Millions of New Jerseyans were affected by Hurricane Sandy, which hit the state just a little over two weeks ago. While most of the state has recovered from the storm, there is still a section that is reeling from the devastation.
The Township of Livingston and Livingston Public Schools are joining forces to “adopt” the towns of Ventnor and Atlantic City, N.J. As a way to contribute to those still feeling the effects of the storm, Livingston's successful Stuff the Bus will once again collect food for the Community Hunger Outreach Warehouse (C.H.O.W.), but this time it is also headed to the Jersey Shore.
"As life returns back to normal for many, some are just beginning to pick up the pieces in what will be a very long recovery after Hurricane Sandy," said local volunteer Stacey Rubinstein. "Residents in Ventnor and the Atlantic City area are slowly rebuilding and Livingston will be there to help."
Many shore towns were hit extremely hard during the hurricane and Atlantic City and Ventnor suffered extensive damage to their businesses, homes and beach. Both towns have diverse populations that live at the beach year round and many have economic situations that have intensified after the storm.
Healthy, unexpired, non-perishables, personal hygiene items and cleaning supplies will be collected through the end of the month and distributed in an effort to help a community in crisis.
For some residents, the path of destruction left by Sandy hits even more closer to home.
Chris Bickel, K-8 Social Studies Supervisor for Livingston, and a member of the town’s Food Day committee, grew up in Ventnor, where he enjoyed the beach community for many of the same things we all love about the Jersey Shore.
Bickel describes the area as "relaxed and fun," but he also enjoyed a strong sense of community. When his family fell on hard times, Chris saw the people of Ventnor lend a hand to help him and his 9 siblings with meals, clothing and shelter.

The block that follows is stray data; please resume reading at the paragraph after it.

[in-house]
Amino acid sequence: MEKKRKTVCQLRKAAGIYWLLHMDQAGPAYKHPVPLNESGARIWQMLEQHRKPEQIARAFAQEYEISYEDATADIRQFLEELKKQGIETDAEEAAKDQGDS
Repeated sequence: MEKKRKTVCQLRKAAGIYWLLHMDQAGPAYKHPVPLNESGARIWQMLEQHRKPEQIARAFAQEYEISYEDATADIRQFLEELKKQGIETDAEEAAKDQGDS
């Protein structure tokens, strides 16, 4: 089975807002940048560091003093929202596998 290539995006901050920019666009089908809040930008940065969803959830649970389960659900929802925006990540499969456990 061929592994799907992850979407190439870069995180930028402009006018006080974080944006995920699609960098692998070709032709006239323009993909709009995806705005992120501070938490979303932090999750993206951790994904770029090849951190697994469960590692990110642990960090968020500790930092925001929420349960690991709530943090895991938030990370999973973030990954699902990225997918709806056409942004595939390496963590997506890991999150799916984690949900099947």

Now, more than 20 years later, Chris’ current community of Livingston will do the same thing for Ventnor and Atlantic City.
"Hurricane Sandy may have damaged our state, but not our hearts," said Bickel. "She has met her match in the generosity and support of this amazing community. Thanks in advance for your participation and generosity."
According to Rubinstein, the plan is for there to be a “linkage from student to student, Superintendent to Superintendent and Mayor to Mayor, making this a real connection between the respective districts.”
The bus, provided by Livingston Public Schools, will be picking up food on November 30 at stops all around Livingston. It will stop at all nine schools and then head to Aquinas Academy, Newark Academy and Kushner Hebrew Acade.
“The Shore communities were ravaged by Hurricane Sandy and so many schools and their families are struggling to rebuild," said Livingston Superintendent Brad Draeger. "There was no question that Livingston Public Schools would join in the relief efforts by providing support and resources. This initiative goes beyond donations – the schools are joining together to make this a meaningful teachable moment for our students, supporting our core values to provide community service opportunities and volunteer leadership.”
Local businesses, including Kings, Shoprite, Regal Bank, the West Essex Tribune, YMCA, Kids at Heart, The Westminster Hotel, Eastman Construction and Wiss & Company will also serve as collection points, as well as Livingston Public Library, Livingston Town Hall, The Learning Experience and the Senior Community Center. In addition, town wide organizations such as Healthy Community Healthy Youth and Kiwanis are throwing their full support and manpower behind this effort. The Chamber of Commerce will be involved as well.
On the following day, December 1, the bus will drive down to Ventnor to bring the much needed goods to those who need them. Township and school officials, as well as some residents and local media will accompany the bus.
In addition, food and supplies will also be sent to C.H.O.W. Housed at St. Philomena’s Catholic Church, C.H.O.W, spearheaded by Sister Barbara Howard and a project of the Livingston Clergy Association, is open for families to pick up much needed food and supplies on a drop-in basis.
After the big haul in October, the organizers of C.H.O.W. thought there was enough food for the month of November. However, due to the storm, the shelves were recently emptied.
For additional information on C.H.O.W, residents can contact Sister Barbara at (973) 992-1382. For additional information regarding this project, please email committee members Alan Karpas at firstname.lastname@example.org, Martha Ackermann at email@example.com or Chris Bickel at firstname.lastname@example.org.